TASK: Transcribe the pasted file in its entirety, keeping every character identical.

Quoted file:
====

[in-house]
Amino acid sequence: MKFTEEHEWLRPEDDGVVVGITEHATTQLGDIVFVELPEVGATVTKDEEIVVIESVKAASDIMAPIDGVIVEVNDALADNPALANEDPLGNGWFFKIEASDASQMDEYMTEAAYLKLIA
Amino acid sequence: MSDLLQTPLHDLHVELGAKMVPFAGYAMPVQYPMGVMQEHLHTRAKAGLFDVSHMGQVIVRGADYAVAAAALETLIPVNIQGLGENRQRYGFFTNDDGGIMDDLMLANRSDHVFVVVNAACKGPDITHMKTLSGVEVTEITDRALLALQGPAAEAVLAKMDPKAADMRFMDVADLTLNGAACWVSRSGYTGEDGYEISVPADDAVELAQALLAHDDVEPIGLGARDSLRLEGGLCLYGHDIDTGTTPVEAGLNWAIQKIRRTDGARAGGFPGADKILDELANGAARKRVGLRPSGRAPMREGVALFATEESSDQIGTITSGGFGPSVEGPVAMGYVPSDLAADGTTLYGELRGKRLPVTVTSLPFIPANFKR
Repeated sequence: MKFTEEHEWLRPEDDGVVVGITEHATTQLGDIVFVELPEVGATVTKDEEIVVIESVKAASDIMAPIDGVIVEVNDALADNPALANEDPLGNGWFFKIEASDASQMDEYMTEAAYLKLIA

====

[in-house]
Amino acid sequence: MKFTEEHEWLRPEDDGVVVGITEHATTQLGDIVFVELPEVGATVTKDEEIVVIESVKAASDIMAPIDGVIVEVNDALADNPALANEDPLGNGWFFKIEASDASQMDEYMTEAAYLKLIA
Amino acid sequence: MSDLLQTPLHDLHVELGAKMVPFAGYAMPVQYPMGVMQEHLHTRAKAGLFDVSHMGQVIVRGADYAVAAAALETLIPVNIQGLGENRQRYGFFTNDDGGIMDDLMLANRSDHVFVVVNAACKGPDITHMKTLSGVEVTEITDRALLALQGPAAEAVLAKMDPKAADMRFMDVADLTLNGAACWVSRSGYTGEDGYEISVPADDAVELAQALLAHDDVEPIGLGARDSLRLEGGLCLYGHDIDTGTTPVEAGLNWAIQKIRRTDGARAGGFPGADKILDELANGAARKRVGLRPSGRAPMREGVALFATEESSDQIGTITSGGFGPSVEGPVAMGYVPSDLAADGTTLYGELRGKRLPVTVTSLPFIPANFKR
Repeated sequence: MKFTEEHEWLRPEDDGVVVGITEHATTQLGDIVFVELPEVGATVTKDEEIVVIESVKAASDIMAPIDGVIVEVNDALADNPALANEDPLGNGWFFKIEASDASQMDEYMTEAAYLKLIA